The smartphone manufacturer’s leadership made a tough move this week when they decided to stop selling the company’s flagship Galaxy Note 7 after a series of problems. Also: One association’s bold pitch to potential members.
Sometimes, when dealing with a leadership challenge, it’s better to stop the bloodletting than to continue the fight for a lost cause.
That’s a point that can be learned from Samsung’s frustrating saga with its Galaxy Note 7, which was officially taken off the market this week, after repeated reports of fires caused by the device’s batteries.
The company initially recalled 2.5 million phones after their malfunctioning batteries first drew attention. But after even the replacement devices had problems, the company chose to end production for good, taking a multibillion-dollar financial hit in the process.
So what happened? A Bloomberg report from last month suggested that Samsung was done in by an overly aggressive attempt to take down the iPhone, without ensuring that the Galaxy 7 supply chain was able to keep up.
“They pushed suppliers to meet tighter deadlines, despite loads of new features,” claimed the report, which cited inside sources at Samsung.
Whatever happened, now’s a good time to analyze Samsung’s position from a leadership perspective. A thoughtful take on the issue comes from Robyn Mak of Reuters, who suggested that shutting things down is the only way to right the ship, no matter how costly the change might be.
“The debacle has also shown up deficiencies in communication—Samsung has yet to explain the new problems—and crisis management,” Mak wrote. “The longer the fiasco drags out, the more damaging it will be. Torching the Note 7 is the right call.”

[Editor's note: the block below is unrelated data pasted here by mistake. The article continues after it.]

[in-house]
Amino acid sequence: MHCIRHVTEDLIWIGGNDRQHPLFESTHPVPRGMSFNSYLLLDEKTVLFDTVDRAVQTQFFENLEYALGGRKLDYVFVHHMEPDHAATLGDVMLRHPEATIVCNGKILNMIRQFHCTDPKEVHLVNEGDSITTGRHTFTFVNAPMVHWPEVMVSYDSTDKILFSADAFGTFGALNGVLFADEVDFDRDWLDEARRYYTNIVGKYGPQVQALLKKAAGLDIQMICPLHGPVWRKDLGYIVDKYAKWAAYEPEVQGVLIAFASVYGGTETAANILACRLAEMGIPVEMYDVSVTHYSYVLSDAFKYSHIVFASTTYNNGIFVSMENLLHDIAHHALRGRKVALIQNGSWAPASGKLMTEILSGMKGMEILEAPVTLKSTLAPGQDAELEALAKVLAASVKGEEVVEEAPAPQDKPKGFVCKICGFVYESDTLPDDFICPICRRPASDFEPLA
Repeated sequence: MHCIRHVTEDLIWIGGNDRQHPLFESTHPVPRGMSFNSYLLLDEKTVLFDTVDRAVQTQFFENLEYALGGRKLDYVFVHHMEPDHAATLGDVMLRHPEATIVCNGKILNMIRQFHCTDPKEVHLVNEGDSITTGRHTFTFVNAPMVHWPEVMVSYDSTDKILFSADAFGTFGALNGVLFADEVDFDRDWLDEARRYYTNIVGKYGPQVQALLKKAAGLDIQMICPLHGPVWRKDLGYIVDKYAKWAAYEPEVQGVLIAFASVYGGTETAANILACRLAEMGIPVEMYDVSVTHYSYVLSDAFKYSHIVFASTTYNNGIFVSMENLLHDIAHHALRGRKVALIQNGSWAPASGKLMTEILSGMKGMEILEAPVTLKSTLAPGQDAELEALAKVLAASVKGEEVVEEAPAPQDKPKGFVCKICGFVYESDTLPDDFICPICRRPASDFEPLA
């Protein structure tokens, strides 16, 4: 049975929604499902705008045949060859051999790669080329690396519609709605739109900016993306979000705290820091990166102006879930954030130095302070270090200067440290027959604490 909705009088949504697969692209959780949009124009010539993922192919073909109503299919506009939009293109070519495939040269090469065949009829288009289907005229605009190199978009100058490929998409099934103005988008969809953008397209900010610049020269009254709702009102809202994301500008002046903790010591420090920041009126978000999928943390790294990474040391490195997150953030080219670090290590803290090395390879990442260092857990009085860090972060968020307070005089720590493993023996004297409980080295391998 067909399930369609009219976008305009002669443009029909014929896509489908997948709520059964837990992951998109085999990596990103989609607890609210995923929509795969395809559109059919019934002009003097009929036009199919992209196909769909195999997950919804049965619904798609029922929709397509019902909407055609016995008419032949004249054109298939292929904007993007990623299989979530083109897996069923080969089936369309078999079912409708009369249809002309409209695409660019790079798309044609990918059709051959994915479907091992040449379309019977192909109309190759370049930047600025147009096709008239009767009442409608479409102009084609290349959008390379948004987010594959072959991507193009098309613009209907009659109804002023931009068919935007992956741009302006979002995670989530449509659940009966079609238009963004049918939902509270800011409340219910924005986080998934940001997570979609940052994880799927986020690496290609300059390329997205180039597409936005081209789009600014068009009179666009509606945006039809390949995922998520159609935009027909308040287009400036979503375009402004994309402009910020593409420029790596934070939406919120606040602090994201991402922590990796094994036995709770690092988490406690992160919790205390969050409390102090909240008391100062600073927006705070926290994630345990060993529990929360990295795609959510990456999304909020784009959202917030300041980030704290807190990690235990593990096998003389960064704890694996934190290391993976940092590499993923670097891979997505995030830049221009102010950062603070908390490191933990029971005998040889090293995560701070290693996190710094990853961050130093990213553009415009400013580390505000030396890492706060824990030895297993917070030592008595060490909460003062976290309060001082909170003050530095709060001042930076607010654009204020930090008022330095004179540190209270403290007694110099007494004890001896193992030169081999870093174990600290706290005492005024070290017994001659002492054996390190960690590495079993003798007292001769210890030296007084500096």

Website of the Day
— Optimist Consulting (@abby_w_p) October 11, 2016
The Chartered Institute of Personnel and Development, a UK-based organization, is putting the promise of membership front and center with its new website, “The Power of One.” The site, with a snazzy design and much in the way of spiffy visuals, is intended to speak to human resources professionals as well as learning and development pros. It’s quite the talker, too. Check it out.
Other Links of Note
Remember Microsoft Paint? That classically low-tech drawing tool is getting a high-tech upgrade, The Verge reports.
First impressions are everything, right? So make them count. At Inc., Christina Desmarais offers tips for making a great impression.
Search engine optimization, or SEO, can solve a lot of problems for your association. But if you need a starting point, this Bright Nonprofit post could get you going.